Today I thought that I would discuss my seemingly, never ending fear of necrosis.  Necrosis is the death of living cells or tissue.  This is a big concern for me during healing, particularly for my flaps.  It is something that every reconstructive surgeon will have to face at some time or another with a patient, because it DOES happen, but there is not a very high incidence rate of it for patients in my demographic.  However, every day I inspect my flaps and my some-day-nipples for necrosis.  The sign that all of my surgeons told me to look for as definitive of necrosis was blackening of the tissue.  I feel like this was a poor choice on their parts.  Post surgery there is a lot of bruising and scabs everywhere; and, not everything bruises or scabs over at the same time.  So any time I notice a new bruise or a scab that I think I haven’t already inventoried, NECROSIS.  I am posting a photo below of my right flap that has a bruise today in the nipple site that wasn’t there before.  To me, it is black as night.  To my color blind, sometimes rational husband it looks the same as the rest of the skin.  He is a liar and he’s had a long day, so I can’t trust his words.

Does this bruising make my reconstructed breast look necrotic?

I will, therefore, spend too much time tomorrow morning trying to get in to see a PA or find an email address for someone at my plastic surgeon’s office that I can then bombard with photos of my flap.  While I am somewhat obsessive about my care and recovery, it is a very real possibility that I could develop necrosis.  That would mean losing tissue on my flaps, discordance of my flaps, more surgery, more treatment, more recovery, more bummers.  So I will keep you apprised of any developments on that aspect of my recovery.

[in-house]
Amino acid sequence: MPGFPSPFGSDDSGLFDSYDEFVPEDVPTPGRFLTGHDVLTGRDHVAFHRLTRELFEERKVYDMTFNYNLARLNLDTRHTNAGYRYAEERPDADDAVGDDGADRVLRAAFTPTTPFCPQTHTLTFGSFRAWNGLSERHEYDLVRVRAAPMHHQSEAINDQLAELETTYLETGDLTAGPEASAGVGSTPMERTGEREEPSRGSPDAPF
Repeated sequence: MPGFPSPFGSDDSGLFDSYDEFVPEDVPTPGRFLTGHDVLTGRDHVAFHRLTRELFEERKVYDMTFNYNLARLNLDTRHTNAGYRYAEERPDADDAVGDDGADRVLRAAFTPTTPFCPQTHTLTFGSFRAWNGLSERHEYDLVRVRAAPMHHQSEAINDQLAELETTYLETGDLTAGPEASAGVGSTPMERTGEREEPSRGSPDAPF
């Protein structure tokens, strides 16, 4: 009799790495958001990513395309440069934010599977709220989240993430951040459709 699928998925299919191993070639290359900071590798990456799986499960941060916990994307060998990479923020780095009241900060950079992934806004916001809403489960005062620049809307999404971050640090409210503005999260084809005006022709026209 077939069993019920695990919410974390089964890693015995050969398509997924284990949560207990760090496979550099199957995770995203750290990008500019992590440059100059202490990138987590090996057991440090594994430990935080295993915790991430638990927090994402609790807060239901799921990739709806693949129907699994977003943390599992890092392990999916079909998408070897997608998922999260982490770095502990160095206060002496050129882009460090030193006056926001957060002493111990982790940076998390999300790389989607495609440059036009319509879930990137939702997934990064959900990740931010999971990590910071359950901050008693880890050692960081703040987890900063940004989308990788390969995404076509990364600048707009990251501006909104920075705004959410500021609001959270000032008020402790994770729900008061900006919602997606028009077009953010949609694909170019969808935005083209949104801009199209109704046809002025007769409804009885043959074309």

Everyday I hear from a few friends and/or family members that are checking in on me to see how I’m progressing and if I’m in need.  The answer is always “better” and “YES”.     My friends Jennifer and Dana both emailed me today to touch base and offer their loveliness.  In my responses to them both, I mentioned what I refer to as my “T-rex arms”.

My T-Rex arms feel even smaller than this.

My inability to do a lot of things relates to me feeling like I have arms the length of and range of motion belonging to a Tyrannosaurus Rex.  My reach doesn’t extend much farther than my torso and the use of my arms is frustratingly limited, which I may have already discussed one or five thousand times.  Since I can’t reach above my head or very far at all, I have all of these little step stools around the house to make me taller and able to stretch from my legs or my torso to reach things.  This includes reaching outlets in our kitchen, bathroom, or into a cupboard.  I also use my step stool and an additional tool (like a wooden spoon) to reach things overhead (i.e. vent hood fan in the kitchen or task light switch).  These moments provide some simian humor, but usually just annoyance.  The T-rex arms also have me largely dependent on others for hot meals.  I can use my arms well enough to reach everything I need for a sandwich or a small snack, but I am still unable to cook on the gas range, reach the microwave (because of where it is in our kitchen), or use the barbecue.  So while I keep convincing myself that I’m only a hop, skip and jump away from independent self care, I really do still need help.

And, finally, the Dermabond is starting to come off of my abdominal incision.  Today I caught sight of one area where the scabbing and Dermabond have both come off, and the incision is far less Mary Shelley than I thought it would be.  Good news!

Abdominal incision free of scabs and dermabond looking pretty good!

Today's progress photo


All dressed up, no where warm enough to go. Skipped my walk today. Oops!